Clinton: If you walked up to someone in the street and did that …
Hannah: It’s still a sexual assault.
Clinton: Yes, it is.
Hannah: So Trent, that’s awful. Sorry to hear that.
Hannah: And I’ve also heard from you on the text line, I’m an Uber driver, and I’ve had girls sexually harass me. I also constantly have older women grab my facial hair. Like, come on, it’s attached to my goddamn face. A 100 percent right though, people taking it the wrong way, because you are paid, and have to be nice to them as well. What’s a response that you could give if someone is making you feel uncomfortable at work, Clinton?
Clinton: I think, you need to be really clear with them, and you just have to say, look, this is not appropriate. I want you to stop. And if you don’t stop, this is going to be the consequence. You have to be really clear with your customers and set a boundary. Otherwise, they don’t know, if you don’t set that boundary. But then you have to carry through. You have to make that complaint to your boss or your manager. That’s really important. And bosses and managers need to step up. They have to really lift the industry because I think what’s been revealed here is, this is endemic in the industry, and it’s a really sad state of affairs.
Hannah: Yeah. There’s a really interesting article that you can check out, I believe, on The Age, about a couple of different steps that are going on with the industry and sexual harassment. Josh, thanks for calling us. You had something happen to you tonight?
Josh: Oh, hey. Yeah. I had a woman sneak behind the bar where I work and start begging me to kiss her. And eventually grabbing me and kissing me.
Hannah: Oh, Josh! So, what did you do?
Josh: I just screamed quite a lot. And then got serious with her, and be like, look, love, this is not okay. I know you know people that I know, but it’s not a joke when I’m saying no, ain’t great.
Hannah: Oh, that’s awful. And is this the first time that’s happened to you?
Josh: No. It happens quite a bit, especially with the older women.
Hannah: Why …?
Josh: Because when they have ] … I don’t … because they’re usually just, in their words, very unsatisfied. They haven’t been getting anything in a while, so the young bartender’s just a bit of fun.
Josh: Yeah. That’s usually the case.
Hannah: This is so …
Josh: It’s just a joke.
Hannah: This is so interesting to hear this, as a woman hearing from guys who are being sexually objectified and harassed at work. I had no idea this was going on!
Josh: Yeah, it was horrifying. It’s like, if this situation were reversed, if this was a 50-year-old man, literally forcing kisses on a 23-year-old bar girl, that would not be okay at all.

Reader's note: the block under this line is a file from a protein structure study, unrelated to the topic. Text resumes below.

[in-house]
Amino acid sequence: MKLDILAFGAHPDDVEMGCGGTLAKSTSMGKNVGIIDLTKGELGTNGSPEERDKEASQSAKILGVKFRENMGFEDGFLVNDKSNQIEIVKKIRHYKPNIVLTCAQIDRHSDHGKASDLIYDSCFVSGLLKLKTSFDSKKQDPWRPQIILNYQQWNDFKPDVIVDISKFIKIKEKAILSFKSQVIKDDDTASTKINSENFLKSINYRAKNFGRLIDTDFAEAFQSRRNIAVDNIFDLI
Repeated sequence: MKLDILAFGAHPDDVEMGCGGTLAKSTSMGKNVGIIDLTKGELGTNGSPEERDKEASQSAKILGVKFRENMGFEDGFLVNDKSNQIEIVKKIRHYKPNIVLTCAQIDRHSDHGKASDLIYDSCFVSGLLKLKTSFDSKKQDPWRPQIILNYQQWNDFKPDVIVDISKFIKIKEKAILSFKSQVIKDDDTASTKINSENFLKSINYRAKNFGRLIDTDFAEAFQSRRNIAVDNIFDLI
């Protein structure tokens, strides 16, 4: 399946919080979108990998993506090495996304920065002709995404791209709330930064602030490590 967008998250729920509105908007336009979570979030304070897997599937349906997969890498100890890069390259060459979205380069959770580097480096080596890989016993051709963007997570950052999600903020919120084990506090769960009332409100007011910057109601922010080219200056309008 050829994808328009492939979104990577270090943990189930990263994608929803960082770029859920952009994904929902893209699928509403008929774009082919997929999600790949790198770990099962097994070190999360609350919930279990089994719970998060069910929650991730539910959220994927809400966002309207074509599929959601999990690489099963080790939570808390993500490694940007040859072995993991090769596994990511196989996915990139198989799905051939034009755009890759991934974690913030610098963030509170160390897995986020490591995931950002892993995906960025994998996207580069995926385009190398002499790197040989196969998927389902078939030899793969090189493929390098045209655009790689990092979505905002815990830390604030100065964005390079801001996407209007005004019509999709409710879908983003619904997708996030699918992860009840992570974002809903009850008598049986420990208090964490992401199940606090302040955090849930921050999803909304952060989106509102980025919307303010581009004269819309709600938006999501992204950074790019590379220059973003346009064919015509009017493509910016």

Hannah: Did you tell anyone at work about it?
Josh: Now, one of my colleagues saw it. He was like, oh, sorry I didn’t have your back, man, but I didn’t know what to do.
Hannah: Wow. And did you talk to a manager or anything about it? Make a formal complaint?
Josh: I am the manager.
Hannah: Oh. So what happens from there? Is there anything that …?
Josh: Yeah, that’s the kind of thing. I don’t know. It’s one of my customers, and I know who she is, so what do I do? I don’t want to get her kicked out, but I don’t want her to keep doing this.
Hannah: Well, surely you can put a ban on her or something. Like, tell her not to come back. Clinton, what should he do?
Clinton: Yeah. Look, I think there’s certainly a case for ejecting customers that show that kind of behaviour. It’s totally uncalled for. It’s unprofessional. I don’t know. If women think they can get away with it, because they’re doing it to a man … there’s no reason why it should be any different.
Hannah: And also, I guess, if you’re confused about whether you have the right to eject her, or tell her not to come back … Like you were saying, if the roles were reversed, no one would have any problem never letting this person back in the bar.
Josh: Yeah. It’d be quite scary.
Hannah: Yeah. Totally. Josh, sorry to hear that happened to you, mate. But thanks for calling.
Hannah: Hook Up with Hannah Reilly on triple j. Unfortunately, we’ve got to move on. Clinton Power, thank you so much for joining us. I really, really appreciate it.
Clinton: My pleasure.
Have you been sexually harassed in your workplace?
If you have been sexually harassed and want to discuss making a complaint, contact the Human Rights Commission national information service on 1300 656 419 or (02) 9284 9888
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Since 2003, Clinton Power has helped thousands of couples and individuals as a counsellor and psychotherapist in private practice in Sydney and online in Australia. Clinton regularly comments in the media on issues of relationships and has appeared on Channel 7, The Sydney Morning Herald, and ABC Radio. Clinton’s eBook, 31 Days to Build a Better Relationship is available through his website or Amazon. Click here to take Clinton’s relationship checkup quiz to find out how well you know your partner.